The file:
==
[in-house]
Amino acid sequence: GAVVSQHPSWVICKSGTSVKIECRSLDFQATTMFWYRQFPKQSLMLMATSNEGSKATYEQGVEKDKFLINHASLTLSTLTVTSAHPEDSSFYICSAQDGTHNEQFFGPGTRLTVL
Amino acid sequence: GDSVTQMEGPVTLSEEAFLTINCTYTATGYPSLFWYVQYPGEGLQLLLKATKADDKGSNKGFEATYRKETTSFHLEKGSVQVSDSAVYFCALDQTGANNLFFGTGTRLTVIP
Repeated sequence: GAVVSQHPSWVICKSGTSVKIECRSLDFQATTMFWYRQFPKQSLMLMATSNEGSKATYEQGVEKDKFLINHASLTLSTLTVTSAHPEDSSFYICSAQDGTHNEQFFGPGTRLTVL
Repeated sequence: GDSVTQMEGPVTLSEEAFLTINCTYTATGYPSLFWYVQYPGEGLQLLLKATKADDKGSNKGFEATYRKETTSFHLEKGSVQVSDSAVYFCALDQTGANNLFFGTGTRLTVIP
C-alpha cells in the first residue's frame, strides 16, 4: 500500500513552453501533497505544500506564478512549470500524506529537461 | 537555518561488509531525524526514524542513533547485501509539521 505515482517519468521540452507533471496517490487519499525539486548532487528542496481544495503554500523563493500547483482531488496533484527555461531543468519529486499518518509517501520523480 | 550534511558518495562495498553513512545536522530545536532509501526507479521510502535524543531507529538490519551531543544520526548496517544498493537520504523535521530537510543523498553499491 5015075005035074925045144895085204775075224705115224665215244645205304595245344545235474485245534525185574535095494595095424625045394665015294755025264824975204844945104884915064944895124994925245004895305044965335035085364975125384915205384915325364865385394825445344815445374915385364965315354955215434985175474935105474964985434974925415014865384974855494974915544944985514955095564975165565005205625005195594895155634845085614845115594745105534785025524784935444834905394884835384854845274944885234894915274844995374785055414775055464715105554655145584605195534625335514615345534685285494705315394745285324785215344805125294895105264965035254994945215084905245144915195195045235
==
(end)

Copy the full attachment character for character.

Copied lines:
[in-house]
Amino acid sequence: GAVVSQHPSWVICKSGTSVKIECRSLDFQATTMFWYRQFPKQSLMLMATSNEGSKATYEQGVEKDKFLINHASLTLSTLTVTSAHPEDSSFYICSAQDGTHNEQFFGPGTRLTVL
Amino acid sequence: GDSVTQMEGPVTLSEEAFLTINCTYTATGYPSLFWYVQYPGEGLQLLLKATKADDKGSNKGFEATYRKETTSFHLEKGSVQVSDSAVYFCALDQTGANNLFFGTGTRLTVIP
Repeated sequence: GAVVSQHPSWVICKSGTSVKIECRSLDFQATTMFWYRQFPKQSLMLMATSNEGSKATYEQGVEKDKFLINHASLTLSTLTVTSAHPEDSSFYICSAQDGTHNEQFFGPGTRLTVL
Repeated sequence: GDSVTQMEGPVTLSEEAFLTINCTYTATGYPSLFWYVQYPGEGLQLLLKATKADDKGSNKGFEATYRKETTSFHLEKGSVQVSDSAVYFCALDQTGANNLFFGTGTRLTVIP
C-alpha cells in the first residue's frame, strides 16, 4: 500500500513552453501533497505544500506564478512549470500524506529537461 | 537555518561488509531525524526514524542513533547485501509539521 505515482517519468521540452507533471496517490487519499525539486548532487528542496481544495503554500523563493500547483482531488496533484527555461531543468519529486499518518509517501520523480 | 550534511558518495562495498553513512545536522530545536532509501526507479521510502535524543531507529538490519551531543544520526548496517544498493537520504523535521530537510543523498553499491 5015075005035074925045144895085204775075224705115224665215244645205304595245344545235474485245534525185574535095494595095424625045394665015294755025264824975204844945104884915064944895124994925245004895305044965335035085364975125384915205384915325364865385394825445344815445374915385364965315354955215434985175474935105474964985434974925415014865384974855494974915544944985514955095564975165565005205625005195594895155634845085614845115594745105534785025524784935444834905394884835384854845274944885234894915274844995374785055414775055464715105554655145584605195534625335514615345534685285494705315394745285324785215344805125294895105264965035254994945215084905245144915195195045235